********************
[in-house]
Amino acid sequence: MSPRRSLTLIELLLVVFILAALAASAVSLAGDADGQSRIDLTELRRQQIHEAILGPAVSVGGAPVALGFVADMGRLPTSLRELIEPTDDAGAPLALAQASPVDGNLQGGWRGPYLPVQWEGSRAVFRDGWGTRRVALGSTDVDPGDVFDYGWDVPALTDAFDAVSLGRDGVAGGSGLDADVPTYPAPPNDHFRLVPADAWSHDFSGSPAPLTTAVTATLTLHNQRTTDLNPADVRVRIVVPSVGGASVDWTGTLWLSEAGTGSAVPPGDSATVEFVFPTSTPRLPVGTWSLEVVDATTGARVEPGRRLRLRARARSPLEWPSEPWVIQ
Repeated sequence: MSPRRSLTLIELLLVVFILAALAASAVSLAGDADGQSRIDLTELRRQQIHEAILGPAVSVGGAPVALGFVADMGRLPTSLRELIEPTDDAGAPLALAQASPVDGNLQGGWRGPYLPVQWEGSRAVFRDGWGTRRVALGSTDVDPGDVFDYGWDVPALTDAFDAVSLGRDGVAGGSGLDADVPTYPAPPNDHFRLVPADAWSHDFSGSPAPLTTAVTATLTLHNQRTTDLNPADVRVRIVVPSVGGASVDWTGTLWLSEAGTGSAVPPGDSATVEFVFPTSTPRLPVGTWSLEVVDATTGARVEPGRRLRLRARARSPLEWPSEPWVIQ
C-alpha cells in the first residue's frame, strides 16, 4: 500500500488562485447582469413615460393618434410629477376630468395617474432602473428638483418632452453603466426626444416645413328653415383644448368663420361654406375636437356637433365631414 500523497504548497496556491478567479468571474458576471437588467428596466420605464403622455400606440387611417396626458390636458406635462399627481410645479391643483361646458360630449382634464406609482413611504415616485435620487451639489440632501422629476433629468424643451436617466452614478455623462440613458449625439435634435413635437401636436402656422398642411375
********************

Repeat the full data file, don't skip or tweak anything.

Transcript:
[in-house]
Amino acid sequence: MSPRRSLTLIELLLVVFILAALAASAVSLAGDADGQSRIDLTELRRQQIHEAILGPAVSVGGAPVALGFVADMGRLPTSLRELIEPTDDAGAPLALAQASPVDGNLQGGWRGPYLPVQWEGSRAVFRDGWGTRRVALGSTDVDPGDVFDYGWDVPALTDAFDAVSLGRDGVAGGSGLDADVPTYPAPPNDHFRLVPADAWSHDFSGSPAPLTTAVTATLTLHNQRTTDLNPADVRVRIVVPSVGGASVDWTGTLWLSEAGTGSAVPPGDSATVEFVFPTSTPRLPVGTWSLEVVDATTGARVEPGRRLRLRARARSPLEWPSEPWVIQ
Repeated sequence: MSPRRSLTLIELLLVVFILAALAASAVSLAGDADGQSRIDLTELRRQQIHEAILGPAVSVGGAPVALGFVADMGRLPTSLRELIEPTDDAGAPLALAQASPVDGNLQGGWRGPYLPVQWEGSRAVFRDGWGTRRVALGSTDVDPGDVFDYGWDVPALTDAFDAVSLGRDGVAGGSGLDADVPTYPAPPNDHFRLVPADAWSHDFSGSPAPLTTAVTATLTLHNQRTTDLNPADVRVRIVVPSVGGASVDWTGTLWLSEAGTGSAVPPGDSATVEFVFPTSTPRLPVGTWSLEVVDATTGARVEPGRRLRLRARARSPLEWPSEPWVIQ
C-alpha cells in the first residue's frame, strides 16, 4: 500500500488562485447582469413615460393618434410629477376630468395617474432602473428638483418632452453603466426626444416645413328653415383644448368663420361654406375636437356637433365631414 500523497504548497496556491478567479468571474458576471437588467428596466420605464403622455400606440387611417396626458390636458406635462399627481410645479391643483361646458360630449382634464406609482413611504415616485435620487451639489440632501422629476433629468424643451436617466452614478455623462440613458449625439435634435413635437401636436402656422398642411375